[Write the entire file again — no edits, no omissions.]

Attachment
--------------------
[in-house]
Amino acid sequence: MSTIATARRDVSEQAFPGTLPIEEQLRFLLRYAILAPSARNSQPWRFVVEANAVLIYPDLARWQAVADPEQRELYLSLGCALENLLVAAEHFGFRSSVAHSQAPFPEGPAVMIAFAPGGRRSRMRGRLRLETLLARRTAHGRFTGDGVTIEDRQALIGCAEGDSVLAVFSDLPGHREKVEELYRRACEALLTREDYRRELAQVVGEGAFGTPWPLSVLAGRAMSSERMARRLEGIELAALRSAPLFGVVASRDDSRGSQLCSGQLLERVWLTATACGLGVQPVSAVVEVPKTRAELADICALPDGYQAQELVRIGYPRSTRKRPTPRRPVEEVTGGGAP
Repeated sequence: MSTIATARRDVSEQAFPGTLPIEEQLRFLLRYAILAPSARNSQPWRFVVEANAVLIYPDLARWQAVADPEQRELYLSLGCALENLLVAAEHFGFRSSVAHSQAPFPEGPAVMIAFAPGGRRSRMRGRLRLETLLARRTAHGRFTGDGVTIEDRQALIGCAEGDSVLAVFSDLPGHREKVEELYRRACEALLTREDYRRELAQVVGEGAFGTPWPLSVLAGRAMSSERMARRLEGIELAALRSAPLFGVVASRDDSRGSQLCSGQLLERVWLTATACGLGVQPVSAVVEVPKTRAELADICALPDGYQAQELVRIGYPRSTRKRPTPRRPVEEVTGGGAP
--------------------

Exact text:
[in-house]
Amino acid sequence: MSTIATARRDVSEQAFPGTLPIEEQLRFLLRYAILAPSARNSQPWRFVVEANAVLIYPDLARWQAVADPEQRELYLSLGCALENLLVAAEHFGFRSSVAHSQAPFPEGPAVMIAFAPGGRRSRMRGRLRLETLLARRTAHGRFTGDGVTIEDRQALIGCAEGDSVLAVFSDLPGHREKVEELYRRACEALLTREDYRRELAQVVGEGAFGTPWPLSVLAGRAMSSERMARRLEGIELAALRSAPLFGVVASRDDSRGSQLCSGQLLERVWLTATACGLGVQPVSAVVEVPKTRAELADICALPDGYQAQELVRIGYPRSTRKRPTPRRPVEEVTGGGAP
Repeated sequence: MSTIATARRDVSEQAFPGTLPIEEQLRFLLRYAILAPSARNSQPWRFVVEANAVLIYPDLARWQAVADPEQRELYLSLGCALENLLVAAEHFGFRSSVAHSQAPFPEGPAVMIAFAPGGRRSRMRGRLRLETLLARRTAHGRFTGDGVTIEDRQALIGCAEGDSVLAVFSDLPGHREKVEELYRRACEALLTREDYRRELAQVVGEGAFGTPWPLSVLAGRAMSSERMARRLEGIELAALRSAPLFGVVASRDDSRGSQLCSGQLLERVWLTATACGLGVQPVSAVVEVPKTRAELADICALPDGYQAQELVRIGYPRSTRKRPTPRRPVEEVTGGGAP